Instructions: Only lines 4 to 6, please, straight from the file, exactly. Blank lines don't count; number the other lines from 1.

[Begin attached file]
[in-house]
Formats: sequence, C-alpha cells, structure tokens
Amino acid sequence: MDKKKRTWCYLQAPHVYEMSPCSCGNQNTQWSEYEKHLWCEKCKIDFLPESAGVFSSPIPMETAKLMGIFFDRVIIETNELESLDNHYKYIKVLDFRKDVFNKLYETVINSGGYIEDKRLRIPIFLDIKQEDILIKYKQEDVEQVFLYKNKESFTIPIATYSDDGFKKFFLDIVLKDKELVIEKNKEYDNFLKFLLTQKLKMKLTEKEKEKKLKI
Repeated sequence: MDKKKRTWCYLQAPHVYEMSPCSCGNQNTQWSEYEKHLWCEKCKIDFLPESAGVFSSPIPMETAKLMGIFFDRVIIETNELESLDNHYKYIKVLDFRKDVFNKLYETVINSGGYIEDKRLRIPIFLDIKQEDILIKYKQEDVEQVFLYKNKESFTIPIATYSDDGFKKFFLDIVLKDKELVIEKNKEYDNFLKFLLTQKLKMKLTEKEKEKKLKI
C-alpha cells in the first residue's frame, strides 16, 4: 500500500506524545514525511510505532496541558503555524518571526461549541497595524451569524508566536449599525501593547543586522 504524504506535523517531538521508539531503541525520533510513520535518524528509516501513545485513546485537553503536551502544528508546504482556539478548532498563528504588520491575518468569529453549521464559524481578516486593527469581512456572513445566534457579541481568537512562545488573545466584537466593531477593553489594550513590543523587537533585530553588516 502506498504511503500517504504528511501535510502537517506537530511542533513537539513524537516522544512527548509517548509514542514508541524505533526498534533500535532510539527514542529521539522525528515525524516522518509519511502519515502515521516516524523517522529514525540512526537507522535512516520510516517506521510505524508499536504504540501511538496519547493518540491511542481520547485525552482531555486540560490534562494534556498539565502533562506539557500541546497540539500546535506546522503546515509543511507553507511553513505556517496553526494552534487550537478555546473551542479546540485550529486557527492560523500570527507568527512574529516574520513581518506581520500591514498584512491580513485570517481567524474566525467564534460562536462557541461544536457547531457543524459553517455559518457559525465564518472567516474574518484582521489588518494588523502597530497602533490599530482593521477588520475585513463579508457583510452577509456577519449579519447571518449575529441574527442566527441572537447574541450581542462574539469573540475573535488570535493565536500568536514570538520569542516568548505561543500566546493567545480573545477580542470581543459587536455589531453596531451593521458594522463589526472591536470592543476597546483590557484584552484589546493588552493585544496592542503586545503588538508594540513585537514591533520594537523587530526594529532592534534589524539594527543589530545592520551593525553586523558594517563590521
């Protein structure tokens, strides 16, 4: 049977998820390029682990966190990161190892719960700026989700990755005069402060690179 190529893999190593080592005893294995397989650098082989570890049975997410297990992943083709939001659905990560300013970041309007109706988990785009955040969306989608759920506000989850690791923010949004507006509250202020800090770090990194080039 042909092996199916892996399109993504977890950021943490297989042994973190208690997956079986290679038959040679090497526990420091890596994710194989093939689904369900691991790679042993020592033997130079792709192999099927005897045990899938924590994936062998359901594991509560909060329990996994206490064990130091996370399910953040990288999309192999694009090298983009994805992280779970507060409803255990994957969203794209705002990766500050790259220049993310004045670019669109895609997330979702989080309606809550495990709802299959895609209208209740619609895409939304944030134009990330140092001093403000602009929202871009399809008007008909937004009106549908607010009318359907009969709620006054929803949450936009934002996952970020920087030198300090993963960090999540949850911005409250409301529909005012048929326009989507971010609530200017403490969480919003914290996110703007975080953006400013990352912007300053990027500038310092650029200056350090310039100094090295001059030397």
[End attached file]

Repeated sequence: MDKKKRTWCYLQAPHVYEMSPCSCGNQNTQWSEYEKHLWCEKCKIDFLPESAGVFSSPIPMETAKLMGIFFDRVIIETNELESLDNHYKYIKVLDFRKDVFNKLYETVINSGGYIEDKRLRIPIFLDIKQEDILIKYKQEDVEQVFLYKNKESFTIPIATYSDDGFKKFFLDIVLKDKELVIEKNKEYDNFLKFLLTQKLKMKLTEKEKEKKLKI
C-alpha cells in the first residue's frame, strides 16, 4: 500500500506524545514525511510505532496541558503555524518571526461549541497595524451569524508566536449599525501593547543586522 504524504506535523517531538521508539531503541525520533510513520535518524528509516501513545485513546485537553503536551502544528508546504482556539478548532498563528504588520491575518468569529453549521464559524481578516486593527469581512456572513445566534457579541481568537512562545488573545466584537466593531477593553489594550513590543523587537533585530553588516 502506498504511503500517504504528511501535510502537517506537530511542533513537539513524537516522544512527548509517548509514542514508541524505533526498534533500535532510539527514542529521539522525528515525524516522518509519511502519515502515521516516524523517522529514525540512526537507522535512516520510516517506521510505524508499536504504540501511538496519547493518540491511542481520547485525552482531555486540560490534562494534556498539565502533562506539557500541546497540539500546535506546522503546515509543511507553507511553513505556517496553526494552534487550537478555546473551542479546540485550529486557527492560523500570527507568527512574529516574520513581518506581520500591514498584512491580513485570517481567524474566525467564534460562536462557541461544536457547531457543524459553517455559518457559525465564518472567516474574518484582521489588518494588523502597530497602533490599530482593521477588520475585513463579508457583510452577509456577519449579519447571518449575529441574527442566527441572537447574541450581542462574539469573540475573535488570535493565536500568536514570538520569542516568548505561543500566546493567545480573545477580542470581543459587536455589531453596531451593521458594522463589526472591536470592543476597546483590557484584552484589546493588552493585544496592542503586545503588538508594540513585537514591533520594537523587530526594529532592534534589524539594527543589530545592520551593525553586523558594517563590521
């Protein structure tokens, strides 16, 4: 049977998820390029682990966190990161190892719960700026989700990755005069402060690179 190529893999190593080592005893294995397989650098082989570890049975997410297990992943083709939001659905990560300013970041309007109706988990785009955040969306989608759920506000989850690791923010949004507006509250202020800090770090990194080039 042909092996199916892996399109993504977890950021943490297989042994973190208690997956079986290679038959040679090497526990420091890596994710194989093939689904369900691991790679042993020592033997130079792709192999099927005897045990899938924590994936062998359901594991509560909060329990996994206490064990130091996370399910953040990288999309192999694009090298983009994805992280779970507060409803255990994957969203794209705002990766500050790259220049993310004045670019669109895609997330979702989080309606809550495990709802299959895609209208209740619609895409939304944030134009990330140092001093403000602009929202871009399809008007008909937004009106549908607010009318359907009969709620006054929803949450936009934002996952970020920087030198300090993963960090999540949850911005409250409301529909005012048929326009989507971010609530200017403490969480919003914290996110703007975080953006400013990352912007300053990027500038310092650029200056350090310039100094090295001059030397």